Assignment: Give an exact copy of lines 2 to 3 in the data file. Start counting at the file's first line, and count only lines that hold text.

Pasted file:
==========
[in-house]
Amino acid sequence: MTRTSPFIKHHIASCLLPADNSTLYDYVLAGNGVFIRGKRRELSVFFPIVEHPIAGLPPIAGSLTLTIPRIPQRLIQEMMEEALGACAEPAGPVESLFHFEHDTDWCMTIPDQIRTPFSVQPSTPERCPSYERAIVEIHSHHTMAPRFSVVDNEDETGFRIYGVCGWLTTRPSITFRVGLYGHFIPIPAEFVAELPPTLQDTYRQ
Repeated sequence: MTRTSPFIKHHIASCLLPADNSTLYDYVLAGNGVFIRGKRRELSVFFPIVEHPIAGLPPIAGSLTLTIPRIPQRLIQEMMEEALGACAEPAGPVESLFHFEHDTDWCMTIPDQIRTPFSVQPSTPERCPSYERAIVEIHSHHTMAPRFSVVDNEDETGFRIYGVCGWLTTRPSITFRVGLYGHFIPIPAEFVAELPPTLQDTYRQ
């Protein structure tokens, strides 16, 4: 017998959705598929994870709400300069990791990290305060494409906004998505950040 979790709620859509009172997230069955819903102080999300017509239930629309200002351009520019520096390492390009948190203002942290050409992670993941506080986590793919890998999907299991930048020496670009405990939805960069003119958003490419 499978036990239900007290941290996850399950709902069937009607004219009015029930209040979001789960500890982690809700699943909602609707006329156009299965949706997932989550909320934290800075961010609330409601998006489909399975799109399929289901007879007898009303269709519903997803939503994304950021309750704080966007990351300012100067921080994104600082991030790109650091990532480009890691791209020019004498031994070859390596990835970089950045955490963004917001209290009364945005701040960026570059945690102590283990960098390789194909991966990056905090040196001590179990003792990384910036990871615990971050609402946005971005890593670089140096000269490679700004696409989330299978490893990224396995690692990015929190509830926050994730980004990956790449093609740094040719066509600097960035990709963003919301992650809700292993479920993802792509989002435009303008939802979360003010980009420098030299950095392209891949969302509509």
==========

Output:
Amino acid sequence: MTRTSPFIKHHIASCLLPADNSTLYDYVLAGNGVFIRGKRRELSVFFPIVEHPIAGLPPIAGSLTLTIPRIPQRLIQEMMEEALGACAEPAGPVESLFHFEHDTDWCMTIPDQIRTPFSVQPSTPERCPSYERAIVEIHSHHTMAPRFSVVDNEDETGFRIYGVCGWLTTRPSITFRVGLYGHFIPIPAEFVAELPPTLQDTYRQ
Repeated sequence: MTRTSPFIKHHIASCLLPADNSTLYDYVLAGNGVFIRGKRRELSVFFPIVEHPIAGLPPIAGSLTLTIPRIPQRLIQEMMEEALGACAEPAGPVESLFHFEHDTDWCMTIPDQIRTPFSVQPSTPERCPSYERAIVEIHSHHTMAPRFSVVDNEDETGFRIYGVCGWLTTRPSITFRVGLYGHFIPIPAEFVAELPPTLQDTYRQ